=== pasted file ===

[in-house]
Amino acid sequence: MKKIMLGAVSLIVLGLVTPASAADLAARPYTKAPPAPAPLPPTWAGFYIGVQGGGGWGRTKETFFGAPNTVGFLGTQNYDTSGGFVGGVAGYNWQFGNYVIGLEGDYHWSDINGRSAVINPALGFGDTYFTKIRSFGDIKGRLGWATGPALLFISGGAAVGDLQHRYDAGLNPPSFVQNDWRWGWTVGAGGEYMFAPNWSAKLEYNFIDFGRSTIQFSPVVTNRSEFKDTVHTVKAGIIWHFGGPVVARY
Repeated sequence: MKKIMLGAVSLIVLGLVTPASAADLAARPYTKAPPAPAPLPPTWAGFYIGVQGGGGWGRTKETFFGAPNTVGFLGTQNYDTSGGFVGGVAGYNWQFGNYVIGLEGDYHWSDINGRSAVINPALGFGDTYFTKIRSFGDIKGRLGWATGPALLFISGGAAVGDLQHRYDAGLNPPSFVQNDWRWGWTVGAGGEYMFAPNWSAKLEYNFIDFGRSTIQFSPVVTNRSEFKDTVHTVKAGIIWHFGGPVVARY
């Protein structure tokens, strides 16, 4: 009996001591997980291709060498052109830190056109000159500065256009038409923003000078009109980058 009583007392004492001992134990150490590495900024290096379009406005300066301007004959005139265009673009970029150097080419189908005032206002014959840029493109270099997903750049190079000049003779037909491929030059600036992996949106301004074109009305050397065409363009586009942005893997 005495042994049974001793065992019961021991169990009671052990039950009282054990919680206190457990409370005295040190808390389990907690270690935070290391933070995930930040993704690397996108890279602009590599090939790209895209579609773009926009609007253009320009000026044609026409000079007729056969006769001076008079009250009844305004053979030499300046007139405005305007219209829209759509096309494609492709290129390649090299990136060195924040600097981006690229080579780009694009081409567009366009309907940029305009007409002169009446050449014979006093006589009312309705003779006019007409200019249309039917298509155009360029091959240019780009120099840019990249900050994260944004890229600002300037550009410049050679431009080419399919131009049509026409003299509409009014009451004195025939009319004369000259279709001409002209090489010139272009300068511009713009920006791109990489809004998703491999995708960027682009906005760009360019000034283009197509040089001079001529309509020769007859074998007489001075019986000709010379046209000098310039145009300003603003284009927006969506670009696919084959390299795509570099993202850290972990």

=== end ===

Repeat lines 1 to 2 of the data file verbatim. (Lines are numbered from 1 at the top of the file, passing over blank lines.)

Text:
[in-house]
Amino acid sequence: MKKIMLGAVSLIVLGLVTPASAADLAARPYTKAPPAPAPLPPTWAGFYIGVQGGGGWGRTKETFFGAPNTVGFLGTQNYDTSGGFVGGVAGYNWQFGNYVIGLEGDYHWSDINGRSAVINPALGFGDTYFTKIRSFGDIKGRLGWATGPALLFISGGAAVGDLQHRYDAGLNPPSFVQNDWRWGWTVGAGGEYMFAPNWSAKLEYNFIDFGRSTIQFSPVVTNRSEFKDTVHTVKAGIIWHFGGPVVARY